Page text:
An Indian boom city grows without planning, at its peril
Photo: iamgurgaonYou hear a lot of people talking these days about small government. About letting the free market drive development. About how city planners are trying to do some kind of sinister social engineering. About how the feds and the states should just stay out of the way and let business do its thing, and the economy would take off.
So what would that look like?
Well, it might look something like Gurgaon, India, a booming suburb about 15 miles from New Delhi that has flourished economically over the last 20 years by hosting outsourced business operations.
Gurgaon has lots of fancy shops and apartment buildings. But no functional citywide sewer system. No reliable public source of clean water. Erratic electricity. Inefficient or nonexistent garbage collection. Almost no public transportation.
According to a fascinating piece in The New York Times on Gurgaon, most of the city services that are planned and managed by the government in the United States and other countries are instead handled by private contractors, with corporations and individuals footing the bill:
To compensate for electricity blackouts, Gurgaon’s companies and real estate developers operate massive diesel generators capable of powering small towns. No water? Drill private borewells. No public transportation? Companies employ hundreds of private buses and taxis. Worried about crime? Gurgaon has almost four times as many private security guards as police officers….
Faced with regular power failures, [outsourcing company] Genpact has backup diesel generators capable of producing enough electricity to run the complex for five days (or enough electricity for about 2,000 Indian homes). It has a sewage treatment plant and a post office, which uses only private couriers, since the local postal service is understaffed and unreliable. It has a medical clinic, with a private ambulance, and more than 200 private security guards and five vehicles patrolling the region. It has A.T.M.’s, a cellphone kiosk, a cafeteria and a gym.
“It is a fully finished small city,” said Naveen Puri, a Genpact administrator.
Actually, it is a private island, one of many inside Gurgaon. The city’s residential compounds, especially the luxury developments along golf courses, exist as similarly self-contained entities. Nearly every major outsourcing company in the city depends on private infrastructure, as do the commercial towers filled with other companies.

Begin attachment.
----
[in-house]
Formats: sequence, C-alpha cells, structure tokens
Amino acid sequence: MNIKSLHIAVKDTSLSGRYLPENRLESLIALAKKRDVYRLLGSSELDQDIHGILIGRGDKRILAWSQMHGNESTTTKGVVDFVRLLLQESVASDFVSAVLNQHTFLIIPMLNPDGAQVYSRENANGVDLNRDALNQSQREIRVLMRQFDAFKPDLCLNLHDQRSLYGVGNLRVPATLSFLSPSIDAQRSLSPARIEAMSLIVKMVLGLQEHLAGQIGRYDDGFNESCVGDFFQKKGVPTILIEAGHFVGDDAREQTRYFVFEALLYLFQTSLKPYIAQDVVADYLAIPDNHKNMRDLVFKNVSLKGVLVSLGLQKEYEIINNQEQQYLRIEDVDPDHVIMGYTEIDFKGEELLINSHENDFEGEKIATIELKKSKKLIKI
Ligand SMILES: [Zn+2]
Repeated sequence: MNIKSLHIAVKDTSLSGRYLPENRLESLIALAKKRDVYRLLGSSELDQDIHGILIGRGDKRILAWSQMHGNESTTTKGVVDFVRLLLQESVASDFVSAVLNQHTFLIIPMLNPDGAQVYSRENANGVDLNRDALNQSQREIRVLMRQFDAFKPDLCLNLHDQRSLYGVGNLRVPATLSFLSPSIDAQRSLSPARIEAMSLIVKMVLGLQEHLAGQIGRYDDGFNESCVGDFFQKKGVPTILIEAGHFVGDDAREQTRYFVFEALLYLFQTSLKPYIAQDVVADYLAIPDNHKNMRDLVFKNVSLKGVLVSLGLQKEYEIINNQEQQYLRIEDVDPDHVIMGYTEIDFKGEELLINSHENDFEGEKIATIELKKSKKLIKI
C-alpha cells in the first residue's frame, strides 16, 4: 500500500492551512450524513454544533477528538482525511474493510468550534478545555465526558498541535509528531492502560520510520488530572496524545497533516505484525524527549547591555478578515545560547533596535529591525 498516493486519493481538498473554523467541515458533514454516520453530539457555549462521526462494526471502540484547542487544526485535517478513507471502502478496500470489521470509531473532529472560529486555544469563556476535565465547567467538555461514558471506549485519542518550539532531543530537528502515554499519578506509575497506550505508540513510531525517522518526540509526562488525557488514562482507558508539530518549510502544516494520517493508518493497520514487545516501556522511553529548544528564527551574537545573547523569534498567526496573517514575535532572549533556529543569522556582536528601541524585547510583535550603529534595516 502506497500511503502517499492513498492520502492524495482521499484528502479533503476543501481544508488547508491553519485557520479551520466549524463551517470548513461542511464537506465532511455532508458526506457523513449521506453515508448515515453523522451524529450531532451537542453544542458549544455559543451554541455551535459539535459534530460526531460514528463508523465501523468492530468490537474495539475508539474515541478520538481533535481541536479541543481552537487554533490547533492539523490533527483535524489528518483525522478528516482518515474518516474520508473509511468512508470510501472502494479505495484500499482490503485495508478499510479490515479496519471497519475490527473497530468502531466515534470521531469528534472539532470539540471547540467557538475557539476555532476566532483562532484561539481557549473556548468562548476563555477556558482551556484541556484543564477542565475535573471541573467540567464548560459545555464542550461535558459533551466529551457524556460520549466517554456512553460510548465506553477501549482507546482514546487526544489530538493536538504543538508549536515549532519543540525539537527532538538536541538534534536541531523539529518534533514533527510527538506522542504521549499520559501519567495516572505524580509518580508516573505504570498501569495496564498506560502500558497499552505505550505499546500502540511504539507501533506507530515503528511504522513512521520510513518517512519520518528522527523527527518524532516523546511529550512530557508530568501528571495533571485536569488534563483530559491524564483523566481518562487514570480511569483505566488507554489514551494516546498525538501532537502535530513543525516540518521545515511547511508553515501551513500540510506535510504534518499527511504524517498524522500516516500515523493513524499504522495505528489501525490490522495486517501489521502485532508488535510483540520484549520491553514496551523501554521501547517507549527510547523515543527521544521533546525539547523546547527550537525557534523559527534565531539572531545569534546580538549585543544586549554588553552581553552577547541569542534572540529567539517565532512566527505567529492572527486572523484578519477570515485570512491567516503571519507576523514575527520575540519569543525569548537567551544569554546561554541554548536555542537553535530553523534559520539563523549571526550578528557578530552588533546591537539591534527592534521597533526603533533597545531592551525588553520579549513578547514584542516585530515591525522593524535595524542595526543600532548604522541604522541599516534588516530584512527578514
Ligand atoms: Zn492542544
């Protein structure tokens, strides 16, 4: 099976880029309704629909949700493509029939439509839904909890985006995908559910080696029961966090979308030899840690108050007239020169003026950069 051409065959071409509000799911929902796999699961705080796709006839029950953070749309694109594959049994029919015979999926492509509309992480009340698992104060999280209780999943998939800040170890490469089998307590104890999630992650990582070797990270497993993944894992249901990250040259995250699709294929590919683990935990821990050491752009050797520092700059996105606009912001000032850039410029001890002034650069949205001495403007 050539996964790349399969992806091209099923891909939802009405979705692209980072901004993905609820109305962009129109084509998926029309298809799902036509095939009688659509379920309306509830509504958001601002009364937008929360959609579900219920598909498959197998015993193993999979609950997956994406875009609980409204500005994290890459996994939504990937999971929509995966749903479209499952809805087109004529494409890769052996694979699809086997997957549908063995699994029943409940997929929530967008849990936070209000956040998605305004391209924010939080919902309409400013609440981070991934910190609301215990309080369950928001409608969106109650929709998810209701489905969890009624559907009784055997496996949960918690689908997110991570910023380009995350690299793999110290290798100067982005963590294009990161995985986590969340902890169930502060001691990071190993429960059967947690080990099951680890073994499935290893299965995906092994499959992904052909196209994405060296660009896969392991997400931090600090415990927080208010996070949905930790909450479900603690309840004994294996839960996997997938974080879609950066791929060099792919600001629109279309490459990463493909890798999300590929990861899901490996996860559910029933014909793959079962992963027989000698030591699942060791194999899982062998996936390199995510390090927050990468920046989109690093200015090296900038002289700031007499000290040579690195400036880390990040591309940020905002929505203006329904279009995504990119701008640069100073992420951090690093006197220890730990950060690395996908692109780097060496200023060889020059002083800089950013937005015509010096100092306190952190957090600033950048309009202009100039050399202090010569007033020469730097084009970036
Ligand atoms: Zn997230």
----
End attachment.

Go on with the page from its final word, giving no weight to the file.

The situation in Gurgaon, according to the Times, is complex. The place took off economically precisely because of the lack of a strong local government and the attendant red tape. Another nearby municipality with more structured governance and better infrastructure has lagged over the same period.
There is also a deep distrust in India of the ability of the government to make responsible use of financial resources or to make smart decisions. Corruption is rampant.
Leaving things to private corporations makes sense to a lot of people in this type of environment, at least to begin with — unless you’re too poor to pay the price, like the tens of thousands of people who live in Gurgaon’s shantytowns.
But it’s not just the poor who would like to see the government step up its involvement:
“We pretty much carry the entire weight of what you would expect many states to do,” said Pramod Bhasin, who this spring stepped down as Genpact’s chief executive. “The problem — a very big problem — is our public services are always lagging a few years behind, but sometimes a decade behind. Our planning processes sometimes exist only on paper.”
There is evolving creative citizen involvement in Gurgaon. A group called “iamgurgaon” is cleaning up garbage, getting out the vote for a new municipal council that will for the first time provide more centralized oversight, planting trees, and planning a much-needed park.
Photo: Bruce Thomson
Such public/private community-driven efforts have a lot in common with the evolving approach of Tactical Urbanism, or with the international WikiCity movement, in which citizens perform guerrilla infrastructure interventions like painting crosswalks where they are needed. Some of these methods make sense especially where the economy is not booming.
But whether you’re in a boom or a bust, in the best-case scenario, there’s a governing structure in place that can respond to creative citizen and corporate involvement, allowing a city’s people to experiment and suggest improvements based on street-level understanding of their communities, which can then be made permanent. Increasingly, this is a model that is being replicated and scaled.
I have never been to Gurgaon. Have any of you? I’m interested in hearing more about it.